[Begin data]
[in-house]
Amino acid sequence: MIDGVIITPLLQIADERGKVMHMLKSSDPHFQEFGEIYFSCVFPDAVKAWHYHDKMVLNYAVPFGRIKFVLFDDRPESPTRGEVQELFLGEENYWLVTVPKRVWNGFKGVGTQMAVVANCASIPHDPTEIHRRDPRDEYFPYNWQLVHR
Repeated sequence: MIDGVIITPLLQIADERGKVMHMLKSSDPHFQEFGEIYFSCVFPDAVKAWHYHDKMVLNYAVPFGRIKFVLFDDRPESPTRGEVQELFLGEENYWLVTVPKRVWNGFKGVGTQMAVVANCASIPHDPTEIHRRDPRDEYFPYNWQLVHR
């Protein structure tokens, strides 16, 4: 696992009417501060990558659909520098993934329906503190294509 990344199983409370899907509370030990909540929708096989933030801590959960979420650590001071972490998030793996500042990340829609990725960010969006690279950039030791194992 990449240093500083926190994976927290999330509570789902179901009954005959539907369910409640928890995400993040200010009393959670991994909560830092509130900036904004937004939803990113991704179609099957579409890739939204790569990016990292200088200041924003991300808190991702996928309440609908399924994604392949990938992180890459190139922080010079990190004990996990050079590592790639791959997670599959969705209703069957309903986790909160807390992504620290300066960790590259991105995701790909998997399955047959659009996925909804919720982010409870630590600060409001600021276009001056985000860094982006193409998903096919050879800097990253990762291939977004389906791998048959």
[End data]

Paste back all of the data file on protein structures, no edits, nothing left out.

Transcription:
[in-house]
Amino acid sequence: MIDGVIITPLLQIADERGKVMHMLKSSDPHFQEFGEIYFSCVFPDAVKAWHYHDKMVLNYAVPFGRIKFVLFDDRPESPTRGEVQELFLGEENYWLVTVPKRVWNGFKGVGTQMAVVANCASIPHDPTEIHRRDPRDEYFPYNWQLVHR
Repeated sequence: MIDGVIITPLLQIADERGKVMHMLKSSDPHFQEFGEIYFSCVFPDAVKAWHYHDKMVLNYAVPFGRIKFVLFDDRPESPTRGEVQELFLGEENYWLVTVPKRVWNGFKGVGTQMAVVANCASIPHDPTEIHRRDPRDEYFPYNWQLVHR
């Protein structure tokens, strides 16, 4: 696992009417501060990558659909520098993934329906503190294509 990344199983409370899907509370030990909540929708096989933030801590959960979420650590001071972490998030793996500042990340829609990725960010969006690279950039030791194992 990449240093500083926190994976927290999330509570789902179901009954005959539907369910409640928890995400993040200010009393959670991994909560830092509130900036904004937004939803990113991704179609099957579409890739939204790569990016990292200088200041924003991300808190991702996928309440609908399924994604392949990938992180890459190139922080010079990190004990996990050079590592790639791959997670599959969705209703069957309903986790909160807390992504620290300066960790590259991105995701790909998997399955047959659009996925909804919720982010409870630590600060409001600021276009001056985000860094982006193409998903096919050879800097990253990762291939977004389906791998048959």